# Lebesgue measurable but not Borel measurable

I'm trying to find a set which is Lebesgue measurable but not Borel measurable.

So I was thinking of taking a Lebesgue set of measure zero and intersecting it with something so that the result is not Borel measurable.

Is this a good approach? Can someone give a hint what set I would take (so please no full answers, I want to find it myself in the end ;-))

Also, I seem to remember that to construct a non-Lebesgue measurable set one needs to use the axiom of choice. Is this also the case for non-Borel measurable sets?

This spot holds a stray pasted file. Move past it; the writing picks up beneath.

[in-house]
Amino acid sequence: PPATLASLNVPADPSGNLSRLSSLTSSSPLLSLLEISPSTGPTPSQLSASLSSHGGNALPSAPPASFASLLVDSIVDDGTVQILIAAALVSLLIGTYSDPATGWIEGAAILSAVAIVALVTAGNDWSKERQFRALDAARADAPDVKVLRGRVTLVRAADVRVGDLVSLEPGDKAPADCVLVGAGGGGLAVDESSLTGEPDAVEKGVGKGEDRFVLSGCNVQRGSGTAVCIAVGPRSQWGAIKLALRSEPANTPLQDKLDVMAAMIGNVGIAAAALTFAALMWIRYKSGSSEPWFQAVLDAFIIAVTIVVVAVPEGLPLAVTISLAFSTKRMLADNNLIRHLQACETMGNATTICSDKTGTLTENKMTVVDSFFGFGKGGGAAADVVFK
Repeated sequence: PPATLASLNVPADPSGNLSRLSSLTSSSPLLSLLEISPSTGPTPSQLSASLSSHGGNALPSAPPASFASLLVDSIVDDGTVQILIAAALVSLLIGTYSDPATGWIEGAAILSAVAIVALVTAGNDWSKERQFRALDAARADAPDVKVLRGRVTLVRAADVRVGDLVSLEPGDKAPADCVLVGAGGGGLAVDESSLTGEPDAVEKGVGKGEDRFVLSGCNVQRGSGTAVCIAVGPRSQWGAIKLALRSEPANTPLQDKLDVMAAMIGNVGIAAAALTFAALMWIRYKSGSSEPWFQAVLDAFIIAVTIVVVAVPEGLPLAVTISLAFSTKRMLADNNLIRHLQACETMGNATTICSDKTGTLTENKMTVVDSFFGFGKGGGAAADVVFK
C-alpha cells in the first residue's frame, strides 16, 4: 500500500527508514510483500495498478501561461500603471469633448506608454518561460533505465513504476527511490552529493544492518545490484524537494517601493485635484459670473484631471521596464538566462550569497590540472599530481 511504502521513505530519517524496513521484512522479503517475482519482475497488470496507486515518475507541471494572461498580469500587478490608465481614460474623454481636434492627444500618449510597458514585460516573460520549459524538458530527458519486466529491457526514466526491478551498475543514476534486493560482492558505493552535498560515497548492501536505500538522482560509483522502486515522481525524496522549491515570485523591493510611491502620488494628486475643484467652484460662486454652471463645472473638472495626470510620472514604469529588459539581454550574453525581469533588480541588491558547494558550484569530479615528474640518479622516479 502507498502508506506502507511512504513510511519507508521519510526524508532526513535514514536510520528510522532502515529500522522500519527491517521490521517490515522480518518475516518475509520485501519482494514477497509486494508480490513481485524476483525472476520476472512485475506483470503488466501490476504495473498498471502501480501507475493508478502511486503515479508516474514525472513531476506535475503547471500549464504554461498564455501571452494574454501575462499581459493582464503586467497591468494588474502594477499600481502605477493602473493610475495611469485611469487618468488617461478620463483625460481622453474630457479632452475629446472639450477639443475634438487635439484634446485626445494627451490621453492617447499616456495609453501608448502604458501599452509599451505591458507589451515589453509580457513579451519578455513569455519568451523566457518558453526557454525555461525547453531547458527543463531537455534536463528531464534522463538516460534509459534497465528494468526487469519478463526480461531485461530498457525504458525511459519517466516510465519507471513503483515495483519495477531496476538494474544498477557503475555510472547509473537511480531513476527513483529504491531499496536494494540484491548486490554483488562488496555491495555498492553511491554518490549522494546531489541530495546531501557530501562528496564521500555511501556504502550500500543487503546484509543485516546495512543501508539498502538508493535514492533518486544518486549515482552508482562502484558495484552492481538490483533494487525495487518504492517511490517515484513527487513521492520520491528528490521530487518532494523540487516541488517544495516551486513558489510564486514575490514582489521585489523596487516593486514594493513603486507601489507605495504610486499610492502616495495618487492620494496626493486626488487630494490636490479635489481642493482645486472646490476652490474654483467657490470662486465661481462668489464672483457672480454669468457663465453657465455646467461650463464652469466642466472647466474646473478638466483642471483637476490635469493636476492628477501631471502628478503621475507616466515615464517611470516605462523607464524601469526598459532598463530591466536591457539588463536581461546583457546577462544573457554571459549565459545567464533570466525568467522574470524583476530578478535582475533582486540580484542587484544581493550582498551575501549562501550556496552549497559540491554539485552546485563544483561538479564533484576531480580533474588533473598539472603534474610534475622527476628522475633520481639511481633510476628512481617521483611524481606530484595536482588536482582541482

• Are you trying just to show that such sets exist, or actually describe one in some sense? Such a sense would be quite limited, since the construction does indeed depend on choice: it's consistent with ZF that $\mathbb{R}$ is a countable union of countable sets, in which case every set of reals is Borel (and has measure 0). – Chris Eagle Feb 4 '11 at 17:24
• @Chris Eagle: I want to construct one. – Jonas Teuwen Feb 4 '11 at 17:32
• See this link for a well-known explicit construction. planetmath.org/encyclopedia/… – George Lowther Feb 4 '11 at 17:36
• See this previous question as well: math.stackexchange.com/questions/18702/… – Arturo Magidin Feb 4 '11 at 20:08
• @Noah: I don't know the original model in which $\mathbb{R}$ is a countable union of countable sets. Wikipedia cites Jech's "The axiom of choice". – Chris Eagle Feb 4 '11 at 20:25